Can Your Garden Recover from Weedkiller Damage?
When it comes to weeds, they are never straight forward. They pop up uninvited all over the lawn, spreading into the tiniest crevices, leaving long, relentless roots that refuse to meet their maker. It is a force of habit to reach for the weedkiller and spray haphazardly at the offending plants, however, if used incorrectly this can lead to disastrous consequences for your lawn and flowerbeds.
If you think you miss-read the label before your last weed purge, and have been left with scorched, brown grass, and wilted plants, then it could be time to match the symptoms with a solution. But first, we have to understand the effect that your weedkiller can have on your garden.
Contact Weedkiller Plants and grass that have been accidentally sprayed with contact weedkillers usually have a scorched appearance, or brown spots where the spray droplets landed on the leaves. Bulb foliage may emerge yellow if accidentally sprayed with contact weedkiller before it had died back in the previous year.
Hormonal Weedkillers Hormone or growth-regulating weedkillers leave grasses unharmed, but can cause damage to broad-leaved plants. The symptoms of this include: leaves growing narrowed, or in a cup shape; twisted or distorted leaf stalks; swollen stems, galls, or warts in brassicas and other plants, and plum shaped and distorted tomatoes with hollow centres.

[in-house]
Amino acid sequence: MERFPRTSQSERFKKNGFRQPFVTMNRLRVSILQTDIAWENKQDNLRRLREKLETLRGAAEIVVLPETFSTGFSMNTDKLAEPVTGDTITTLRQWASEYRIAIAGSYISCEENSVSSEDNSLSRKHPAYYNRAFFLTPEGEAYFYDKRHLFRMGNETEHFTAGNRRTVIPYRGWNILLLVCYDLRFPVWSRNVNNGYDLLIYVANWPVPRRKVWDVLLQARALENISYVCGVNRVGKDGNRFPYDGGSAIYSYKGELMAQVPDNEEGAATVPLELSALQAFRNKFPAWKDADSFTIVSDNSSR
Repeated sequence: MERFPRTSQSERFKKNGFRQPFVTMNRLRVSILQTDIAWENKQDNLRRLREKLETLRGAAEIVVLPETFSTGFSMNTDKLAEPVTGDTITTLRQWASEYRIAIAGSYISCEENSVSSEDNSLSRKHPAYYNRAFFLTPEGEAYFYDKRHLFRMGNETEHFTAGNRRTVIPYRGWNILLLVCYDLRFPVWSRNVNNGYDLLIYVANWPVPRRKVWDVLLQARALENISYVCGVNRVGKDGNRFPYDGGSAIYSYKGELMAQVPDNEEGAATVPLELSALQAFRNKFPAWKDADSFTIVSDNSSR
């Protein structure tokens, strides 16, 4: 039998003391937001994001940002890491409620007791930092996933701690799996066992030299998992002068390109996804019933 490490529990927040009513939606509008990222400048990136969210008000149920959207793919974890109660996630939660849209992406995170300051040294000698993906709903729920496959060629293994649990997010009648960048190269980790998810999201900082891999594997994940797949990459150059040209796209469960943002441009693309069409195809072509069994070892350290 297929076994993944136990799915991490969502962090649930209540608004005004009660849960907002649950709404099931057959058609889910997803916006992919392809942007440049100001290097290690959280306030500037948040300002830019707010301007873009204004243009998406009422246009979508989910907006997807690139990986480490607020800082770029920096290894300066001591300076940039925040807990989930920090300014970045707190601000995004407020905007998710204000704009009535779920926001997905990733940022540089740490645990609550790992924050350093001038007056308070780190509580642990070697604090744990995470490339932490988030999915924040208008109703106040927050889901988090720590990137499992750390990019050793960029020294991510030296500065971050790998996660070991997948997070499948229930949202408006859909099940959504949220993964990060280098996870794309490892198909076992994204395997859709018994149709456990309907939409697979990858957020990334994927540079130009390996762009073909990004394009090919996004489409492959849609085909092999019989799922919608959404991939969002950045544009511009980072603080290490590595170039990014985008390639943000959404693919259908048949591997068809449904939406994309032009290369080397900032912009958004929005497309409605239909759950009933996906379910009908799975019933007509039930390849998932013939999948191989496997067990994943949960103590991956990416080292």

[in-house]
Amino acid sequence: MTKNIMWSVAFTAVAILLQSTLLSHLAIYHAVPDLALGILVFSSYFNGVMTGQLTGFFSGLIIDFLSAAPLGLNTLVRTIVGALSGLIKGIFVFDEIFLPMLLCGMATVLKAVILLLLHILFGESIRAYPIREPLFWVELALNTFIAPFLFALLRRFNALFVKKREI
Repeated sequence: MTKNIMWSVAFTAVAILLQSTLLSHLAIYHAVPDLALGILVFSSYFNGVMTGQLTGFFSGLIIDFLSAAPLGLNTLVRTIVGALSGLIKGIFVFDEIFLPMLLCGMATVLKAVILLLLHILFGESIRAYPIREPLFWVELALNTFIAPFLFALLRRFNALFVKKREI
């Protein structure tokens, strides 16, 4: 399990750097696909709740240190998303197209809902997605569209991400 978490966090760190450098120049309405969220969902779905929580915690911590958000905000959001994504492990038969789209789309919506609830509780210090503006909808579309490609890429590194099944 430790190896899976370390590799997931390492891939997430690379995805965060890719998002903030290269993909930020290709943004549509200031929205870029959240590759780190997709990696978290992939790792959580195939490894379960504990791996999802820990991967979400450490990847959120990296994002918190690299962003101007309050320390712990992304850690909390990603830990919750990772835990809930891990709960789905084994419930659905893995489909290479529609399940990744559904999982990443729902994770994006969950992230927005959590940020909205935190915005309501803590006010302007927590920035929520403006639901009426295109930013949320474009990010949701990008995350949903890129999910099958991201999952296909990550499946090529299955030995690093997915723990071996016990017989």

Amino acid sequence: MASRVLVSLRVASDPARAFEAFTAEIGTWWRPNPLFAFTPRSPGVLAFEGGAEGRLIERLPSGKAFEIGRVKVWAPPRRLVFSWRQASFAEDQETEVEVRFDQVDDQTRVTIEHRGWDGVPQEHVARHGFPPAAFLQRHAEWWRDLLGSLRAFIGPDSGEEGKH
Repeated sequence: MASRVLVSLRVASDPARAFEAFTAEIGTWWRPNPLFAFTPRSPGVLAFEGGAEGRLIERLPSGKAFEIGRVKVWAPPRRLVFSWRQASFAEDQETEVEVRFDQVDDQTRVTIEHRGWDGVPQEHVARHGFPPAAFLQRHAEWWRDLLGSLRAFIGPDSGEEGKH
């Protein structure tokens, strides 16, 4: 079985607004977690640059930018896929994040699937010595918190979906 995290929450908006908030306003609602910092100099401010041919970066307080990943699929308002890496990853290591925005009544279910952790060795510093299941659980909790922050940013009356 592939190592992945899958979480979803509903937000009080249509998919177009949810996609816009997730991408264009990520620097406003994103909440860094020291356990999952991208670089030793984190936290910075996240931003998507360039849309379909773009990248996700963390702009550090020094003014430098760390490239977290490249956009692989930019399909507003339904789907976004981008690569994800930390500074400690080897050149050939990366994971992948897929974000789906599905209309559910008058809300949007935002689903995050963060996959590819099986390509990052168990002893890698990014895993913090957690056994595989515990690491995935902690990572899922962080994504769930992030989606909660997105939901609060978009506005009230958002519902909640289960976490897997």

How to Prevent and Remedy Weedkiller Damage Prevention is better than a cure, which is why understanding how your actions affect your garden is paramount to ensuring that you don’t accidently harm it. Here are a few points to bare in mind when safeguarding your garden against weedkiller damage.
- Only use weedkillers in the way described on the label.
- Wash out any sprayers or watering cans after use, and tip the rinsings on the treated area.
- Do not add the first lawn clippings to the compost heap after using lawn weedkiller, this could contaminate the compost.
- If treating lawns or soil, avoid stepping on the treated area, as this may spread the weedkiller into other areas of the garden.
If damage has occurred... make sure to cut back any abnormal shoots, or those that are brown. Feeding and mulching damaged plants can help them to recover, however, if your damaged plants are beyond repair do not add them to your compost heap, as they can contaminate the batch. Don’t forget, that beans, carrots, lettuce, peas, and tomatoes affected by hormonal weedkiller can still be eaten. However, brassicas (except sprouts) do not usually recover and should be destroyed.